|Ma Yuan statue|
Ma Yuan came from a famous family in northwestern China. Civil war raged in China after the death of the usurper Wang Mang in 23 c.e. A powerful general in the Wei River region, he joined the newly proclaimed emperor Guangwu (Kuang-wu), founder of the Eastern Han dynasty (23–220 c.e.) with these words: "In present times, it is not only the sovereign who selects his subjects.
The subjects also select their sovereign". At about the same time, another regional leader, and rival of Ma, named Dou Rong (Tou Jung), also joined Emperor Guangwu’s cause. The Ma and Dou factions would be rivals for years to come.
Ma Yuan distinguished himself in campaigns against tribal people along several frontiers. The first was against the Qiang (Chiang), proto-Tibetans living in the northwest. After defeating the Qiang he settled many of them in the territory of the Han empire.
This policy was motivated by several factors: to prevent them from joining forces with the Xiongnu (Hsiungnu), the primary nomadic foe of the Han for two centuries; to put them under direct Chinese administration for ease of assimilation; and to alleviate the pressure of population growth of the Qiang by settling them in new lands.
Ma Yuan next distinguished himself in the southern part of the empire, in present-day Guangdong (Kwangtung) and Guangxi (Kwanghsi) Provinces in modern China, and in northern Vietnam. This region had been conquered and annexed during the reign of Emperor Wu of the Western Han dynasty in 110 b.c.e.
Chinese administration and immigration (initially limited mainly to exiled prisoners) led to gradual assimilation. But a serious rebellion broke out in the Red River region in modern Vietnam in 40 c.e., led by two women known in Vietnam as the Trung sisters (Zheng, or Cheng, in Chinese transliteration). Ma Yuan was appointed commander-in-chief of the imperial forces, 10,000 strong in 42 c.e.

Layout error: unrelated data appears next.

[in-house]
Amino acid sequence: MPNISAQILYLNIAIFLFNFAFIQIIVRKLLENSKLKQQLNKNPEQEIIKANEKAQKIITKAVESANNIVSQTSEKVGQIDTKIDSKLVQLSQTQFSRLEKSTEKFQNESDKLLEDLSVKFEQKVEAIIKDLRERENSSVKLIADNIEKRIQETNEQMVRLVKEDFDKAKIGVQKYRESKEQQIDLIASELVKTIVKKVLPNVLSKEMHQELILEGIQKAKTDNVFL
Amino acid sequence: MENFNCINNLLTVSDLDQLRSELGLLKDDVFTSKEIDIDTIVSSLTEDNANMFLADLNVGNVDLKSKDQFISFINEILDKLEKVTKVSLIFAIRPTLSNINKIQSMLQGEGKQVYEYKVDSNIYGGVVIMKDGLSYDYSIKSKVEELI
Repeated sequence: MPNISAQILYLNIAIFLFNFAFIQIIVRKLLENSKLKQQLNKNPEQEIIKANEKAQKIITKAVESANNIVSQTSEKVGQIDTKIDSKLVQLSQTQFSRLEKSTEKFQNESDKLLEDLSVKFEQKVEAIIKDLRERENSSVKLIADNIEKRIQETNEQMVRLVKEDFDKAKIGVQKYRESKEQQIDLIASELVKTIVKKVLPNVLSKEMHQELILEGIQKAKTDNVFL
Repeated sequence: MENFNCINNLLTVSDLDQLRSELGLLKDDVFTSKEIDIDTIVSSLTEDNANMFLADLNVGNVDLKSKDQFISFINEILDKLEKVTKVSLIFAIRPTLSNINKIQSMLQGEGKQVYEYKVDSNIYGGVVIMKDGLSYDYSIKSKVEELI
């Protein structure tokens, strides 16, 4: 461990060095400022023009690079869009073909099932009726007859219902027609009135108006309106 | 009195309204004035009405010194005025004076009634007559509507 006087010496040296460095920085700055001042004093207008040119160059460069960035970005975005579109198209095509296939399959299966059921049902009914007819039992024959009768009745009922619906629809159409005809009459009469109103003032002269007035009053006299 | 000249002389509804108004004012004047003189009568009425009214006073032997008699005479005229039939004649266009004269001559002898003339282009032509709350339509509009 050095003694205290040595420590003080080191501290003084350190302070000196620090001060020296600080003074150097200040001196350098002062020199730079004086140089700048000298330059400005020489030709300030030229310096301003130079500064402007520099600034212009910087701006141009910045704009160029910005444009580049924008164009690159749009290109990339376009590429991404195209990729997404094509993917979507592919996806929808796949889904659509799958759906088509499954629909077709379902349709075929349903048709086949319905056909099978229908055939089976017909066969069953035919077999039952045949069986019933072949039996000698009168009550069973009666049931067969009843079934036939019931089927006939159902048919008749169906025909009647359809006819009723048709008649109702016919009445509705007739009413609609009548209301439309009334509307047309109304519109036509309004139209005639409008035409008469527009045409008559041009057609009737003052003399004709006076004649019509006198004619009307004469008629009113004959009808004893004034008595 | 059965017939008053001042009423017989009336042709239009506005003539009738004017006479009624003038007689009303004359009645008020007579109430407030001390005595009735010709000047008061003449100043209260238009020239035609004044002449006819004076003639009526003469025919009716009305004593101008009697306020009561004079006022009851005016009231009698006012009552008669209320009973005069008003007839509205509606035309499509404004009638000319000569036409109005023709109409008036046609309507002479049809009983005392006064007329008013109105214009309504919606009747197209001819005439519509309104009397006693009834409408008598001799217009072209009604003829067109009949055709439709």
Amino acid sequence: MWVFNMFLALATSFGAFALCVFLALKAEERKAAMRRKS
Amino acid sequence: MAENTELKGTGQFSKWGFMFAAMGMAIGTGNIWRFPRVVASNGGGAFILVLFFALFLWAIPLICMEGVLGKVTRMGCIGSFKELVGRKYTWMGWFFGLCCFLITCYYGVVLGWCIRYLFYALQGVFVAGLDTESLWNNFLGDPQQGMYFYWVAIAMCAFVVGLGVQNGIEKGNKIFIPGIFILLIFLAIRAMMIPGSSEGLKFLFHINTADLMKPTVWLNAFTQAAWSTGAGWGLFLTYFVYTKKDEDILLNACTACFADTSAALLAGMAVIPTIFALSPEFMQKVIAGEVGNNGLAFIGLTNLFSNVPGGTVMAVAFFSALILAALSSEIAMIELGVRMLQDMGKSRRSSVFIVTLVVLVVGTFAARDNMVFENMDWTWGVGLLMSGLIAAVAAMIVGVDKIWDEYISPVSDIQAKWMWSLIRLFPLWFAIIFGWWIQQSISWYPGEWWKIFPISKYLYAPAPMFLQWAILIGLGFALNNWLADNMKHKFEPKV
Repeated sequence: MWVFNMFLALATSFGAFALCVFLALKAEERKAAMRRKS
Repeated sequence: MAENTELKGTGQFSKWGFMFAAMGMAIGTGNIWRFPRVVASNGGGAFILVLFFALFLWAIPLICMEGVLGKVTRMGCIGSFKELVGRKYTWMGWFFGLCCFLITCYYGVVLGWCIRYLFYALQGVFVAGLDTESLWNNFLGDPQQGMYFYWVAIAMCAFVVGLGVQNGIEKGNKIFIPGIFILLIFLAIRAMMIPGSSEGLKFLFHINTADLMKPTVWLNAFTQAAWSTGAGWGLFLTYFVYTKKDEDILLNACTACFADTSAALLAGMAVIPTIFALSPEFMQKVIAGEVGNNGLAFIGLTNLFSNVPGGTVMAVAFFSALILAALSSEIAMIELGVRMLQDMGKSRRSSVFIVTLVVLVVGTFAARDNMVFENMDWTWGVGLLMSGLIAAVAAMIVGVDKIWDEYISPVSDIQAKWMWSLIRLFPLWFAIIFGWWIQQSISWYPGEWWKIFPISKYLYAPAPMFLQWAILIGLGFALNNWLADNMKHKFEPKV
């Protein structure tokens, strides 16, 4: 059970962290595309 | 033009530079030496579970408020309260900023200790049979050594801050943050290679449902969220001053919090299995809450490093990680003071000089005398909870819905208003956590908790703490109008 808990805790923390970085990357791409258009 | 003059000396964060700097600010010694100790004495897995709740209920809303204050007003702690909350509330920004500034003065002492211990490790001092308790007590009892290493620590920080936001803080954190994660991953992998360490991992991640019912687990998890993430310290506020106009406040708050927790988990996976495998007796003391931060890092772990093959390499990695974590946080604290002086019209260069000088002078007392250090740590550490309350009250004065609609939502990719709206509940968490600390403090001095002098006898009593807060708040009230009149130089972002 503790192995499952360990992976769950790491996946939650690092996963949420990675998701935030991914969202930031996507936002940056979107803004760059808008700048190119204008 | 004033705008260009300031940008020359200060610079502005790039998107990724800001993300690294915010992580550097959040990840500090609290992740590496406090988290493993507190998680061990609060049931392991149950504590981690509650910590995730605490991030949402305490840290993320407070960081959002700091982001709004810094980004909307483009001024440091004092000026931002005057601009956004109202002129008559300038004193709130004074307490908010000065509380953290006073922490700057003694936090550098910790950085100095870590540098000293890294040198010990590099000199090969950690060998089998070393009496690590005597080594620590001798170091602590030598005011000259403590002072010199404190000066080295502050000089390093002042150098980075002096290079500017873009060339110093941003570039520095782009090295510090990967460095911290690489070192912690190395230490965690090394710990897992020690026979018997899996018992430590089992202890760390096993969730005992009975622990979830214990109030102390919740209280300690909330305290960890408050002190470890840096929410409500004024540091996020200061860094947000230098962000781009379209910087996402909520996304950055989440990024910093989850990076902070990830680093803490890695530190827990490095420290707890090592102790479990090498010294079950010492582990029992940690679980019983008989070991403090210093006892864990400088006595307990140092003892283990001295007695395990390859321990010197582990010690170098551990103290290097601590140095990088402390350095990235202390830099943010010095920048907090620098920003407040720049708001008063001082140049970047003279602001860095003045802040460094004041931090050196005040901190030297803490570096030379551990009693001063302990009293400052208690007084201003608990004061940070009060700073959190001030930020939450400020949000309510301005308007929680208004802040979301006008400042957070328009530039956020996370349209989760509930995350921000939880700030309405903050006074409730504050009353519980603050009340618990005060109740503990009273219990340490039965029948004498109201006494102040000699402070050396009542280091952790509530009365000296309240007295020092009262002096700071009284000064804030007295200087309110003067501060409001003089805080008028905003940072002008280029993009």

The revolt was quickly put down, and the sisters were executed. The Trung sisters became heroines in later Vietnamese folklore for attempting to gain autonomy for their people, and Ma Yuan, in the folklore among southern Chinese, for his military exploits.
In 48 c.e. there was a serious rebellion by aboriginal tribes in Wuling (Wu-ling) commandery in presentday Hunan Province. Ma Yuan volunteered to command troops to suppress the rebellion; his rivals in the Dou camp managed to insert their men among his staff, with the goal of sabotaging him.
Despite Ma’s complete victory against the revolt, the Dou supporters among his staff sent a secret report to the emperor accusing him of incompetence. Ma died while he was being investigated.
His death emboldened his opponents in their attack, with the result that he was posthumously degraded from the rank of marquis to commoner, and the faction he headed fell from power. His rehabilitation began in 52 c.e. when one of his daughters was chosen as consort for the heir apparent but was not complete until the emperor Guangwu’s death in 57 c.e. and the accession of his son, Emperor Ming.